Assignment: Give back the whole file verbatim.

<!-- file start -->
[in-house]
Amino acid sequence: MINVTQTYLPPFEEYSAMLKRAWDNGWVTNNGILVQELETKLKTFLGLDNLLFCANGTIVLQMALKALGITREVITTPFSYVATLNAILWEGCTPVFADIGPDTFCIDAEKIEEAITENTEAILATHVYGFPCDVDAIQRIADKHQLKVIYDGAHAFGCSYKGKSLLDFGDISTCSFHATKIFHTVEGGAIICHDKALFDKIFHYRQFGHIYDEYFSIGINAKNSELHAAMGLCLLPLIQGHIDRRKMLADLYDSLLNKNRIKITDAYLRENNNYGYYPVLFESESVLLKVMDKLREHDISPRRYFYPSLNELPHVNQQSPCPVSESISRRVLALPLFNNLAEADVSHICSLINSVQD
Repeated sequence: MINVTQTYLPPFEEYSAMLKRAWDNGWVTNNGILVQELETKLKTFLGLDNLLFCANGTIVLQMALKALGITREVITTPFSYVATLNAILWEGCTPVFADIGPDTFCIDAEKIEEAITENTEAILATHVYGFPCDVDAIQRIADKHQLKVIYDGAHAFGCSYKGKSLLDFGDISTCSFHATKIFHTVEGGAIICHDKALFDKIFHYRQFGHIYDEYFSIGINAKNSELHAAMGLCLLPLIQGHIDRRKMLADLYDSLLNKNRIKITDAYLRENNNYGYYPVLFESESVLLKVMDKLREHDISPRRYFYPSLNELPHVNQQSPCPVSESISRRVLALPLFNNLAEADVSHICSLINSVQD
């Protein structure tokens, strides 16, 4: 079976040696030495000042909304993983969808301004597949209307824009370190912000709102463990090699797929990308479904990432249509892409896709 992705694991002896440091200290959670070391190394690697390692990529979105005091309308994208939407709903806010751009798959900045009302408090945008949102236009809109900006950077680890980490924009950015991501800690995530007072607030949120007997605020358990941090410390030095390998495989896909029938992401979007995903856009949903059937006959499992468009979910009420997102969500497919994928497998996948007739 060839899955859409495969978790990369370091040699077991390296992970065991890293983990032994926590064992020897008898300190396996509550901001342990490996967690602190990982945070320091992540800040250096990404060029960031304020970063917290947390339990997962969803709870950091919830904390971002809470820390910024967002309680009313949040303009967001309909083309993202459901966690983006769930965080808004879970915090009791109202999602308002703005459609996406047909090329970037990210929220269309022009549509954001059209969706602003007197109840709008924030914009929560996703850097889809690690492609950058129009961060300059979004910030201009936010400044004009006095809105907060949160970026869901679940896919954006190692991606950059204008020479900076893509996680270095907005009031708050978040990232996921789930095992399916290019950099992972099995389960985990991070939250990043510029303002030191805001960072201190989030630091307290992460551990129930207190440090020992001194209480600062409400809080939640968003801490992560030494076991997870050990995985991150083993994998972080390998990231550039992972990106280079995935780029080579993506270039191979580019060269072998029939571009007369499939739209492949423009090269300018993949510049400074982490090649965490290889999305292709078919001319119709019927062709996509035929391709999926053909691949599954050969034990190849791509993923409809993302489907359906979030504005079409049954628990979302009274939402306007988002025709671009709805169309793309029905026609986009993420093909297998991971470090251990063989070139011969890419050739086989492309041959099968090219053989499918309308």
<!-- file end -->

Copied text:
[in-house]
Amino acid sequence: MINVTQTYLPPFEEYSAMLKRAWDNGWVTNNGILVQELETKLKTFLGLDNLLFCANGTIVLQMALKALGITREVITTPFSYVATLNAILWEGCTPVFADIGPDTFCIDAEKIEEAITENTEAILATHVYGFPCDVDAIQRIADKHQLKVIYDGAHAFGCSYKGKSLLDFGDISTCSFHATKIFHTVEGGAIICHDKALFDKIFHYRQFGHIYDEYFSIGINAKNSELHAAMGLCLLPLIQGHIDRRKMLADLYDSLLNKNRIKITDAYLRENNNYGYYPVLFESESVLLKVMDKLREHDISPRRYFYPSLNELPHVNQQSPCPVSESISRRVLALPLFNNLAEADVSHICSLINSVQD
Repeated sequence: MINVTQTYLPPFEEYSAMLKRAWDNGWVTNNGILVQELETKLKTFLGLDNLLFCANGTIVLQMALKALGITREVITTPFSYVATLNAILWEGCTPVFADIGPDTFCIDAEKIEEAITENTEAILATHVYGFPCDVDAIQRIADKHQLKVIYDGAHAFGCSYKGKSLLDFGDISTCSFHATKIFHTVEGGAIICHDKALFDKIFHYRQFGHIYDEYFSIGINAKNSELHAAMGLCLLPLIQGHIDRRKMLADLYDSLLNKNRIKITDAYLRENNNYGYYPVLFESESVLLKVMDKLREHDISPRRYFYPSLNELPHVNQQSPCPVSESISRRVLALPLFNNLAEADVSHICSLINSVQD
């Protein structure tokens, strides 16, 4: 079976040696030495000042909304993983969808301004597949209307824009370190912000709102463990090699797929990308479904990432249509892409896709 992705694991002896440091200290959670070391190394690697390692990529979105005091309308994208939407709903806010751009798959900045009302408090945008949102236009809109900006950077680890980490924009950015991501800690995530007072607030949120007997605020358990941090410390030095390998495989896909029938992401979007995903856009949903059937006959499992468009979910009420997102969500497919994928497998996948007739 060839899955859409495969978790990369370091040699077991390296992970065991890293983990032994926590064992020897008898300190396996509550901001342990490996967690602190990982945070320091992540800040250096990404060029960031304020970063917290947390339990997962969803709870950091919830904390971002809470820390910024967002309680009313949040303009967001309909083309993202459901966690983006769930965080808004879970915090009791109202999602308002703005459609996406047909090329970037990210929220269309022009549509954001059209969706602003007197109840709008924030914009929560996703850097889809690690492609950058129009961060300059979004910030201009936010400044004009006095809105907060949160970026869901679940896919954006190692991606950059204008020479900076893509996680270095907005009031708050978040990232996921789930095992399916290019950099992972099995389960985990991070939250990043510029303002030191805001960072201190989030630091307290992460551990129930207190440090020992001194209480600062409400809080939640968003801490992560030494076991997870050990995985991150083993994998972080390998990231550039992972990106280079995935780029080579993506270039191979580019060269072998029939571009007369499939739209492949423009090269300018993949510049400074982490090649965490290889999305292709078919001319119709019927062709996509035929391709999926053909691949599954050969034990190849791509993923409809993302489907359906979030504005079409049954628990979302009274939402306007988002025709671009709805169309793309029905026609986009993420093909297998991971470090251990063989070139011969890419050739086989492309041959099968090219053989499918309308």